Most people have a bad habit or two – like nail biting or procrastinating – and while they tend to happen subconsciously, people are typically aware of their negative behavior patterns. However, web and mobile device users may be unaware of their less obvious bad online habits, and it could be putting them at greater risk for cyberattacks.
A recent survey by University of Phoenix found that nearly half (43 percent) of U.S. adults have experienced a personal data breach in the past three years. Perhaps unsurprisingly, a greater number of those who had been hacked admitted to having a number of “bad online habits.” The survey found that 88 percent of respondents who had experienced a data breach said that they have at least one bad online habit, compared to 71 percent who had never been hacked.
The data cannot prove an exact correlation between having bad online habits and experiencing a data breach. While both groups were equally as likely to use the same email address when creating multiple online accounts (48 percent), it seems more than coincidental that hacked survey respondents were more likely to have other bad habits and worse cyber hygiene than their counterparts. These included using the same password across multiple accounts (45 percent vs. 38 percent), allowing social media and applications to access personal information (34 percent vs. 29 percent) and allowing credit card information to be stored online (29 percent vs. 16 percent).
These behaviors may seem innocuous on the surface and having them does not necessarily increase the likelihood of an attack, but they can provide criminals with more opportunities to locate and steal personal information. Take, for example, using the same email and/or password when creating multiple online accounts. If one account is compromised, cybercriminals can use stolen credentials to access all accounts using the same login information. Consider that 35 percent of those surveyed often use easy-to-find information, like birthdays and pet’s names, for their passwords (including 45 percent who had been hacked). It is easy to see how this habit can lead to major security concerns.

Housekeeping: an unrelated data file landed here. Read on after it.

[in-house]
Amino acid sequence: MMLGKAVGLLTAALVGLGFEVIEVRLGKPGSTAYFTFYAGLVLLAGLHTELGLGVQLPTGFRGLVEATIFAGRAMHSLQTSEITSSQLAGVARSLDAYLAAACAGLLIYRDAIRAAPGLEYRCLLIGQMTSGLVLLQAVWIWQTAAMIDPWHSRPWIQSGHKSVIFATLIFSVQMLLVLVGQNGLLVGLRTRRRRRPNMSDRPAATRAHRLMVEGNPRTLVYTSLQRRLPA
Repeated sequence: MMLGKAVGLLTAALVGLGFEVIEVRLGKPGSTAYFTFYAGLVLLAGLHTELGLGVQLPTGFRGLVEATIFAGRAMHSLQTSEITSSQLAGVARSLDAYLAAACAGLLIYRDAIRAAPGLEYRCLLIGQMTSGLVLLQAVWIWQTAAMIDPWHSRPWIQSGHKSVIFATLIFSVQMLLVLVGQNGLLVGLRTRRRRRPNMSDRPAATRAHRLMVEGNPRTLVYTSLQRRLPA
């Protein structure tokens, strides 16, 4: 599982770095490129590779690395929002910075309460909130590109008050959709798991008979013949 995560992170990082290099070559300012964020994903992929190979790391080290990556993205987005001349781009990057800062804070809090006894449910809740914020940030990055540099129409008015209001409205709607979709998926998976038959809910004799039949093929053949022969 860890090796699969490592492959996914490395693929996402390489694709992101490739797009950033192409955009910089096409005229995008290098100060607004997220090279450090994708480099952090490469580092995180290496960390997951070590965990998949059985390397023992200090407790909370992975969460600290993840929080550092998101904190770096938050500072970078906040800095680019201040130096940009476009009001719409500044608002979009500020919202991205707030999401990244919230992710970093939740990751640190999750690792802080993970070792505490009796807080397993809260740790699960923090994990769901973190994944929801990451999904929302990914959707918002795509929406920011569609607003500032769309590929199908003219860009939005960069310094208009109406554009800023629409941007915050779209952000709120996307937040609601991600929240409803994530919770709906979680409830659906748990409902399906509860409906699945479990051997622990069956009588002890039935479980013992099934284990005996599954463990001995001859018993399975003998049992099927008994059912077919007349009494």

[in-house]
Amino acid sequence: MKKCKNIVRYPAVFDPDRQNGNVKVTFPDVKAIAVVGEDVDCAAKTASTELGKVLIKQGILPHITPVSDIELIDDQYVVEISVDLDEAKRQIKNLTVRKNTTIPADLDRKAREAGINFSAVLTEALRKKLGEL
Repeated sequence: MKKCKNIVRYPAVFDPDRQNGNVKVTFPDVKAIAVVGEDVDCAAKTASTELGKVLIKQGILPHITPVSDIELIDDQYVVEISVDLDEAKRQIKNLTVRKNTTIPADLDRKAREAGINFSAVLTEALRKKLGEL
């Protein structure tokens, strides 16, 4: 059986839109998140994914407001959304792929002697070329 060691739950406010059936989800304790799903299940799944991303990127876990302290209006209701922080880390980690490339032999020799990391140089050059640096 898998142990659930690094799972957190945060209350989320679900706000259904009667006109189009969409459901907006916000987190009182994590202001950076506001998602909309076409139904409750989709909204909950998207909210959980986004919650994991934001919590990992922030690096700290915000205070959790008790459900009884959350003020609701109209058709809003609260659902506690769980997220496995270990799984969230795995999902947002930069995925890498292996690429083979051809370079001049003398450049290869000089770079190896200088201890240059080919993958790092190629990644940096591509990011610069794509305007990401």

The same line of logic can be applied to allowing websites access to personal information and storing credit card information online. In these circumstances, individuals are sharing more information online and putting themselves at a higher risk for the sake of convenience. Users must be aware of what information is available online and know how to protect it and react if a cyberattack occurs.
In today’s connected age, it is critical that everyone has a basic knowledge of online best practices to help better secure their information. There are more connected devices and people using them than ever before. Eliminating these online habits is one way to help shield digital users from attacks. Another is taking proactive measures that can help protect accounts and limit the damage during the window after a breach occurs. These steps can help build a solid security foundation, but more has to be done.
With so much data online and increasing every day, the question is not what precautions should be taken, but rather, are enough precautions being taken? The survey suggests the answer is no. Only 45 percent of respondents said that they update security settings, 32 percent frequently change passwords and login information and just over a quarter (27 percent) periodically patch or update systems.
Turning these steps into habits may ultimately help decrease the likelihood of an attack. Other suggested security measures include: avoiding opening suspicious emails; not clicking on unfamiliar URLs; installing firewalls, antivirus and malware protection; and using strong authentication on critical accounts and websites.
Technology usage and reliance is only expected to increase in the coming years, so it is in the best interest of the 88 percent with bad online habits to change their behaviors. Criminals are only going to advance as new tech becomes available, so it is critical that everyone is aware of their methods and knows how to protect themselves.
For more information on the survey findings or for additional resources on how to stay safe online, visit phoenix.edu/cyberhygiene
 This survey was conducted online within the United States by The Harris Poll on behalf of University of Phoenix between April 26 and May 10, 2018 among 2,000 U.S. adults aged 18 and older, who work full-time, part-time, are self-employed, are unemployed looking for work, students, or homemakers, of which 859 have been hacked in the past three years. Figures for number of employees were weighted where necessary to bring them into line with their actual proportions in the population. Propensity score weighting was also used to adjust for respondents’ propensity to be online. For complete survey methodology, please contact [email protected]